Again LED dimming and fading on

Discussion in 'General Electronics Chat' started by Chillum, Mar 24, 2015.

  1. Chillum

    Thread Starter Active Member

    Nov 13, 2014
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    OK, there's loads of information on the internet about LED throbbing circuits, none of which I could get to work, I tried RED and BLUE leds, but most of the throbbing circuits we're variations on the same 555 throbber. Now the only dimmer I could get to work is 409-1254421784-9c718363261fbb7d665830298c46f0cd.gif the one on the right, it's from a blog on this site: http://forum.allaboutcircuits.com/blog/leds-555s-pwm-flashers-and-light-chasers-index.378/ --------figure 5.2
    now there's a curious effect, don't know if it is intended, D2 doesn't respond to the PWM signal (tried blue and red)

    Now because PWM is the only way I could find that actually changes the brightness of a LED I'm thinking the circuit I require should be based on PWM, but I haven't learned enough (self study here) to build the circuit on my own...

    Ultimately I need 2 out of phase variable speed throbbers (from 0 to bright) that connect's to a optocoupler's 2 infrared leds to replace the phototransistors of a photosensitive theremin, then ultimately build a fart piano, http://www.instructables.com/id/How-To-Build-An-Optical-Theremin/ In the video it shows how fading light onto the first phototransistor and then the second one produce a pretty real sounding fart sound!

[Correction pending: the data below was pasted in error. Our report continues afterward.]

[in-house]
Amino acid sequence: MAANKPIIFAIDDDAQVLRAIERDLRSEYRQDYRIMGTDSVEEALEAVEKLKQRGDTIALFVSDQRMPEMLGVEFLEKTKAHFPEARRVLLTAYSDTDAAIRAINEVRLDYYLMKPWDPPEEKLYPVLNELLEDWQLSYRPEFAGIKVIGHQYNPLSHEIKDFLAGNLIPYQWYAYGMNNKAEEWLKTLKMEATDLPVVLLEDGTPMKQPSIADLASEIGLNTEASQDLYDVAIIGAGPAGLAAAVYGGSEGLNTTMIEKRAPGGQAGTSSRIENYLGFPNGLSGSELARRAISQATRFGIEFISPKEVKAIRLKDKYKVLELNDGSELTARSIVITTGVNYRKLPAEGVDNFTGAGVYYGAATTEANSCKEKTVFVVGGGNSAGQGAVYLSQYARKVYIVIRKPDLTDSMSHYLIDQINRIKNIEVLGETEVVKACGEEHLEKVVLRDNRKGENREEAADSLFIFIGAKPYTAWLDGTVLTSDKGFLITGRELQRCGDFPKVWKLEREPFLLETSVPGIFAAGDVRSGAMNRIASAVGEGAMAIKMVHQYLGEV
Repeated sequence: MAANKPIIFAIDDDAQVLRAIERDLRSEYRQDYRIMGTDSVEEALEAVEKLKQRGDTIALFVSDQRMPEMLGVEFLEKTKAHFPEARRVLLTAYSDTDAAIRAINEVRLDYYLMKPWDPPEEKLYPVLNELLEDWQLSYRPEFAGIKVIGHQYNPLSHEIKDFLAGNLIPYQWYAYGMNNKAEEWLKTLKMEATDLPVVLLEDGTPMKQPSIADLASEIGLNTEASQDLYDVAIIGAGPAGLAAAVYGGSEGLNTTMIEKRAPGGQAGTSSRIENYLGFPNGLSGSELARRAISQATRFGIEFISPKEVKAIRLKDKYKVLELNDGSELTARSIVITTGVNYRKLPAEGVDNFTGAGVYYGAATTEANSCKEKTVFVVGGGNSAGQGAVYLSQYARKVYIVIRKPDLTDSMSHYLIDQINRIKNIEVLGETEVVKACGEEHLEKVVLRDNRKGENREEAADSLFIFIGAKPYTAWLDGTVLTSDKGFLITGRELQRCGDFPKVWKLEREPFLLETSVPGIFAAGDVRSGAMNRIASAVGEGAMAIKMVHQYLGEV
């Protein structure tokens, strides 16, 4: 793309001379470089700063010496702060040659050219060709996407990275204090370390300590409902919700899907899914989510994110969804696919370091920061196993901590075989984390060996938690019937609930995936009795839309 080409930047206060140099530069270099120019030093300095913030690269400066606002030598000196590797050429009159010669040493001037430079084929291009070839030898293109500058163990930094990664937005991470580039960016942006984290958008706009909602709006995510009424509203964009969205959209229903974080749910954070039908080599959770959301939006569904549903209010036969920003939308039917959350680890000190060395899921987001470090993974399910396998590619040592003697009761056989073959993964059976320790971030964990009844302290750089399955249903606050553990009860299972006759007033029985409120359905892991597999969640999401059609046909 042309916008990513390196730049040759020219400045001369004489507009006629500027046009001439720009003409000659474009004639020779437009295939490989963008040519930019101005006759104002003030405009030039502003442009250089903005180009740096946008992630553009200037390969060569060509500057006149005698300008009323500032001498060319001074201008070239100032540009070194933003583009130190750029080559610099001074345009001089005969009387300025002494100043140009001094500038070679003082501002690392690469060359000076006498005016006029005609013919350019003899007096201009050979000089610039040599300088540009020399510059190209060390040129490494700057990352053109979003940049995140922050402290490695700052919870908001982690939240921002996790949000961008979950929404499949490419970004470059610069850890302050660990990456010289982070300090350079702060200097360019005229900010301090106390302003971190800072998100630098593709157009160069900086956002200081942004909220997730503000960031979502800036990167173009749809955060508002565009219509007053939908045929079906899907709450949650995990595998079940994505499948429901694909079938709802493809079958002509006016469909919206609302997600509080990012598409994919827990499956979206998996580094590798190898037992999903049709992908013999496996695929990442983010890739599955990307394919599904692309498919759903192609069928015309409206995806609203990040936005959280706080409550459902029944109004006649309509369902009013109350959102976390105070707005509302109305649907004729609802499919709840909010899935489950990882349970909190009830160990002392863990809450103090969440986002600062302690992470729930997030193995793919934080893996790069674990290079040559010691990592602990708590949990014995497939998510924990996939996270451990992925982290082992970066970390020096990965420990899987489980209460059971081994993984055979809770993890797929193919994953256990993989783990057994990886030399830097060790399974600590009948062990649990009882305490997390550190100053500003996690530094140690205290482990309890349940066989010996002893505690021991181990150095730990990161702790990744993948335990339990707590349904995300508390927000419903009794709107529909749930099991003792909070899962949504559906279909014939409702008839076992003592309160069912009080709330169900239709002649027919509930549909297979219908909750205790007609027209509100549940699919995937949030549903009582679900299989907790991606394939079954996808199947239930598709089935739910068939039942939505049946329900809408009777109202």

Now any guidance will be appreciated, this is my long term project, but so far I've only been playing lego with other peoples circuits, I haven't done much designing myself. I kinda see you guys designing the circuits to be god-like!

    PS. the only non infrared phototransistor I can get breaks the bank x4, dunno why they are so expensive in South Africa?
     
  2. cmartinez

    AAC Fanatic!

    Jan 17, 2007
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    Chillum,
    There are many, many ways of building a PWM circuit without resorting to a 555 chip. And as you have probably seen already, the 555 circuit cannot normally be used in the full range of 0 t 100% PWM.

    One good possibility is that you make a triangle wave oscillator, and then connect it to a voltage comparator. This chip would compare the basic voltage to your circuit against a voltage provided by a potentiometer connected as a voltage divider. The output of this circuit could then be connected to a bipolar transistor, or a mosfet, depending on the power (how many LED's) you wish to handle.
    Start by googling "triangle wave oscillator circuit" and "comparator IC" and then we'll take it from there.

    BTW.... there are plenty of people here that have my admiration and respect too... but none of them are God-like as you say (though some come close to be archangels ... :)) Anyway... in time you will notice that most of us have an area of expertise, and some have broader knowledge. I consider myself an almost-noobie... but I'm pretty sure I can help you with this. My point is, no one was born knowing electronics, and also no one knows everything there is to know either... we all have to start somewhere. With patience and time, this sort of projects will be like a walk in the park for you one of these days.
     
    Last edited: Mar 26, 2015
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  3. Chillum

    Thread Starter Active Member

    Nov 13, 2014